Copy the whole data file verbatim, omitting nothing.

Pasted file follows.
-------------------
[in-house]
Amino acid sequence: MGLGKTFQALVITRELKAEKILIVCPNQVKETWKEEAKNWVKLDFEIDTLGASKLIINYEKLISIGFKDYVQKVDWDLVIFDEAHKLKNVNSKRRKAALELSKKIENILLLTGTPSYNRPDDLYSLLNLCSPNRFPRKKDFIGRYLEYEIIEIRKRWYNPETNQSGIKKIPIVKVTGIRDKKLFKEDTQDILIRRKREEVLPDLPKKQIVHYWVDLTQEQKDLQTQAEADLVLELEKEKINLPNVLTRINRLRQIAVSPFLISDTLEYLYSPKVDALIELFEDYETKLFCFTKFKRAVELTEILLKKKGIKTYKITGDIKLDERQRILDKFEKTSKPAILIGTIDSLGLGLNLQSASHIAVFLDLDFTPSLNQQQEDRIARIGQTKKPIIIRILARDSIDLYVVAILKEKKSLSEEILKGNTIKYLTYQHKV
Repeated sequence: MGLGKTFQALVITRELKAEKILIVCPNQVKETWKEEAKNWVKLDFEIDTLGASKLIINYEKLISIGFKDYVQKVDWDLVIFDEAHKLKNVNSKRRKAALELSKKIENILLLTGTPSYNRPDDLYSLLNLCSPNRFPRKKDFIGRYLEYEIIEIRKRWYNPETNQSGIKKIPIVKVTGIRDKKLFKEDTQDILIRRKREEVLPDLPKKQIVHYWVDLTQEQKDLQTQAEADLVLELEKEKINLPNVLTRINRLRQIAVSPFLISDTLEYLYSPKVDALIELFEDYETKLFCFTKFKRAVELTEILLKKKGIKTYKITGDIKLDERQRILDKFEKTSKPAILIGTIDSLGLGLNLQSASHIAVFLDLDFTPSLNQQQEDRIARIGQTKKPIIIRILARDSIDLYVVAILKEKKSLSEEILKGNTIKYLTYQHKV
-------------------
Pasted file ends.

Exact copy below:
[in-house]
Amino acid sequence: MGLGKTFQALVITRELKAEKILIVCPNQVKETWKEEAKNWVKLDFEIDTLGASKLIINYEKLISIGFKDYVQKVDWDLVIFDEAHKLKNVNSKRRKAALELSKKIENILLLTGTPSYNRPDDLYSLLNLCSPNRFPRKKDFIGRYLEYEIIEIRKRWYNPETNQSGIKKIPIVKVTGIRDKKLFKEDTQDILIRRKREEVLPDLPKKQIVHYWVDLTQEQKDLQTQAEADLVLELEKEKINLPNVLTRINRLRQIAVSPFLISDTLEYLYSPKVDALIELFEDYETKLFCFTKFKRAVELTEILLKKKGIKTYKITGDIKLDERQRILDKFEKTSKPAILIGTIDSLGLGLNLQSASHIAVFLDLDFTPSLNQQQEDRIARIGQTKKPIIIRILARDSIDLYVVAILKEKKSLSEEILKGNTIKYLTYQHKV
Repeated sequence: MGLGKTFQALVITRELKAEKILIVCPNQVKETWKEEAKNWVKLDFEIDTLGASKLIINYEKLISIGFKDYVQKVDWDLVIFDEAHKLKNVNSKRRKAALELSKKIENILLLTGTPSYNRPDDLYSLLNLCSPNRFPRKKDFIGRYLEYEIIEIRKRWYNPETNQSGIKKIPIVKVTGIRDKKLFKEDTQDILIRRKREEVLPDLPKKQIVHYWVDLTQEQKDLQTQAEADLVLELEKEKINLPNVLTRINRLRQIAVSPFLISDTLEYLYSPKVDALIELFEDYETKLFCFTKFKRAVELTEILLKKKGIKTYKITGDIKLDERQRILDKFEKTSKPAILIGTIDSLGLGLNLQSASHIAVFLDLDFTPSLNQQQEDRIARIGQTKKPIIIRILARDSIDLYVVAILKEKKSLSEEILKGNTIKYLTYQHKV